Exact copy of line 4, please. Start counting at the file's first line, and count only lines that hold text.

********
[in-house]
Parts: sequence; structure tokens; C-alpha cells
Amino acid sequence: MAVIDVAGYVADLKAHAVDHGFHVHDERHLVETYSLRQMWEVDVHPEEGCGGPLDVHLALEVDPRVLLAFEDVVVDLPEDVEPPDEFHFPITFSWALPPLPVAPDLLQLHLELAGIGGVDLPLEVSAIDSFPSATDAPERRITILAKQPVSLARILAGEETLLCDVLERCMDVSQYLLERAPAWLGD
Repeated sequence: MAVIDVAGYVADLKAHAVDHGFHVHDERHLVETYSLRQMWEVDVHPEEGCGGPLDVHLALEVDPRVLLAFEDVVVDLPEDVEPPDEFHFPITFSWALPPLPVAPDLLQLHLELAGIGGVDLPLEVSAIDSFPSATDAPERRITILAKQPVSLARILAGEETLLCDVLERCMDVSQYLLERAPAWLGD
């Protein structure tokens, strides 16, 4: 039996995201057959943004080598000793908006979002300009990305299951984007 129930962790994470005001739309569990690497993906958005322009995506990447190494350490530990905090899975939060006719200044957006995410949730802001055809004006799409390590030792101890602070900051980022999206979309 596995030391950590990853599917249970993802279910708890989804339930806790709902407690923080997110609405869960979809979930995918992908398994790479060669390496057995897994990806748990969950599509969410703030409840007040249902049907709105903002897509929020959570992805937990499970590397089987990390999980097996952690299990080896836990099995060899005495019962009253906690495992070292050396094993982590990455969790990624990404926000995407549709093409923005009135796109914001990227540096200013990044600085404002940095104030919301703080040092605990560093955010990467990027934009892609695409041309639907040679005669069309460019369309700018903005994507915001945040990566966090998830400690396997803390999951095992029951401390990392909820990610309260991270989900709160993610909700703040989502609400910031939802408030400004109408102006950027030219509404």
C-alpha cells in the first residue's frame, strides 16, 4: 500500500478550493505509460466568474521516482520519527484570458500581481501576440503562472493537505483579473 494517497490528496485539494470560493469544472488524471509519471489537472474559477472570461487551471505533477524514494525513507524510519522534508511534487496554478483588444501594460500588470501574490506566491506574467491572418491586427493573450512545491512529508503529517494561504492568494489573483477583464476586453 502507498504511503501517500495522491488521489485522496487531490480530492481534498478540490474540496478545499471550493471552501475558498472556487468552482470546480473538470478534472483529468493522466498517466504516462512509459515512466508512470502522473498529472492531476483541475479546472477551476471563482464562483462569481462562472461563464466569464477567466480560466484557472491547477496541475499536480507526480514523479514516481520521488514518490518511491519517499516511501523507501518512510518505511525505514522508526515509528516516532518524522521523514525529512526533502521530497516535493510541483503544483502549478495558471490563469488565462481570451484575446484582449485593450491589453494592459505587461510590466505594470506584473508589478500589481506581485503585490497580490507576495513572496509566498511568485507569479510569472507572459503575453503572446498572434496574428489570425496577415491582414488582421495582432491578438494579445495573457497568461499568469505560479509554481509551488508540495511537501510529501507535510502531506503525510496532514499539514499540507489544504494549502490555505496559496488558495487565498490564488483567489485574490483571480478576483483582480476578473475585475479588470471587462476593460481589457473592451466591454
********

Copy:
Repeated sequence: MAVIDVAGYVADLKAHAVDHGFHVHDERHLVETYSLRQMWEVDVHPEEGCGGPLDVHLALEVDPRVLLAFEDVVVDLPEDVEPPDEFHFPITFSWALPPLPVAPDLLQLHLELAGIGGVDLPLEVSAIDSFPSATDAPERRITILAKQPVSLARILAGEETLLCDVLERCMDVSQYLLERAPAWLGD